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Housing Market Gains Cause Homebuilder Losses

Wednesday - 7/10/2013, 3:15am  ET

The housing market suffered during the recession, with the median size of a new single-family home dropping by an estimated 6%, according to NPR. Home values dropped significantly; today, the average home price is still 30% below the peak in most markets.

But in recent months, consumers have been bombarded with positive news about the economy. That might entice investors, who assume the housing market is the next big industry, since many homeowners have remained in houses they've outgrown since before the housing bust. But with news of rising home prices came the inevitable mortgage-rate increases, with interest rates on 30-year mortgages hitting 4.58% during the week ending June 28.

Will high rates scare off homebuyers?

The lift in rates caused investors to worry. With consumers still pinching pennies, many are worried that substantial mortgage-rate increases may scare off potential homebuyers, slowing the housing market further. The largest homebuilder in the U.S., D.R. Horton , has experienced a nearly 9% decrease in its stock value so far this year.

The company, expected to release its latest earnings report later this month, is considered a leader in the housing industry, with analysts watching its performance closely. In April, D.R. Horton reported that in the first half of 2013 were projected to be more profitable than all of 2012. For the first quarter of the year, D.R. Horton enjoyed $111 million in profit, compared to only $40.6 million for the same quarter in 2012. As home sales continue to climb throughout the summer, it might be logical to conclude D.R. Horton is only going to continue to thrive.

But the company's glowing projections for 2013 have been based partly on low interest rates. As interest rates climb into the 4% range, many lenders are speculating we may be kissing 3% rates goodbye. If interest rates continue to climb through the second half of 2013, homeowners may delay buying, unaware that rates could go even higher in 2014.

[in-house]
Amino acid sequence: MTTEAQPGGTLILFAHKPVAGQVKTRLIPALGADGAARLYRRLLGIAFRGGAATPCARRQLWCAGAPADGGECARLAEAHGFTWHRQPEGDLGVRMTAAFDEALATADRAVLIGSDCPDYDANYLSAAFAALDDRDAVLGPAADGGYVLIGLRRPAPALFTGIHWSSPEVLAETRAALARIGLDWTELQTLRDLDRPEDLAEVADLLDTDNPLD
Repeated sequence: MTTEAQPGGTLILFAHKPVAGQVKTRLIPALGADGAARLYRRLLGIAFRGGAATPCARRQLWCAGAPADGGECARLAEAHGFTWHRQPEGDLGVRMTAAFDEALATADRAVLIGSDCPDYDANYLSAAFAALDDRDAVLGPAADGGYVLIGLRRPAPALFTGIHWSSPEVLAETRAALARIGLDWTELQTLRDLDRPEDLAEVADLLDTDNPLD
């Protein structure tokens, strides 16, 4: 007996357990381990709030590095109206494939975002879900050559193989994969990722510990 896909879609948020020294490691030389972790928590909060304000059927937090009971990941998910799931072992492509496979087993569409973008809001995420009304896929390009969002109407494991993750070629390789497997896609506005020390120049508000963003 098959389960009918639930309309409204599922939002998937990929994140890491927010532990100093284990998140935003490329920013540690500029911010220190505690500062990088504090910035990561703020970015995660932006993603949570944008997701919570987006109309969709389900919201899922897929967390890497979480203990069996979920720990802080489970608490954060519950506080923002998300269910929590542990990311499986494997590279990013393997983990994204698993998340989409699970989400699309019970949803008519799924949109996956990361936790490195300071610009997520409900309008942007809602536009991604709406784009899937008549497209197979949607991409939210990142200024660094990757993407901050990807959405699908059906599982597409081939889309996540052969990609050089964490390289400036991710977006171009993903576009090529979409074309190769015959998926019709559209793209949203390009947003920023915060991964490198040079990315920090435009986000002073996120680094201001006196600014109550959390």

Still, D.R. Horton's land and lot position is the strongest in the company's history; having increased investments in land, lots, and construction, the firm is bracing itself for the onslaught of homebuyers. If this is any indication, the company could be set to have an even stronger second half of 2013, regardless of rate hikes.

Second place

Shares of the country's second-largest homebuilder, Lennar , rose recently following its recent earnings call. While numbers were down from the previous quarter, the company emphasized that home sales were up, with numbers hitting a high not seen since 2008.

The news that Lennar was up 53.3 % since the same quarter last year caused analysts to downgrade the stock. With $1.4 billion in revenue for its most-recent quarter, analysts now believe Lennar will post $1.67 in earnings per share this fiscal year, with analysts at Ativo Research downgrading the company to an "unfavorable" rating, with other analysts rating it as outperform and neutral.

Lennar was impacted not only by the housing market crash, but also by a 2011 stock fraud scam that caused the company's stock to drop 26%. The perpetrator of this scam, Barry Minkow, is now in jail. Nonetheless, Lennar has recovered just in time to enjoy the upswing in the housing market.

Ryland Group backed by Goldman Sachs

With expected 189% earnings growth in 2013 and a 59% increase in orders this past April, Ryland Group is definitely a stock to watch. The homebuilder recently received a boost from Goldman Sachs, which assumed coverage of the stock and gave the company a Buy rating, citing its heavy presence in multiple markets and its appeal to high-end buyers.

Ryland Group has a 50-day moving average of $45.35 per share, with revenue of $374.70 million in its most recent quarter. This was up 73.6% on a year-over-year basis. But like D.R. Horton, Ryland stock has been negatively impacted by rising mortgage rates. Shares dipped slightly as investors grew concerned about the company's future.

Homebuilders look promising

Both D.R. Horton and Ryland quickly rebounded, however, returning to earlier highs. Nonetheless, analysts will continue to watch all three stocks in the coming months, especially if mortgage rates increase.

As the economy continues to improve, however, consumer interest in homebuying is certain to increase, as well. D.R. Horton, Ryland, and Lennar are all very likely to benefit from increased interest in new home ownership in the next couple of years as current homeowners and renters start shopping for homes.

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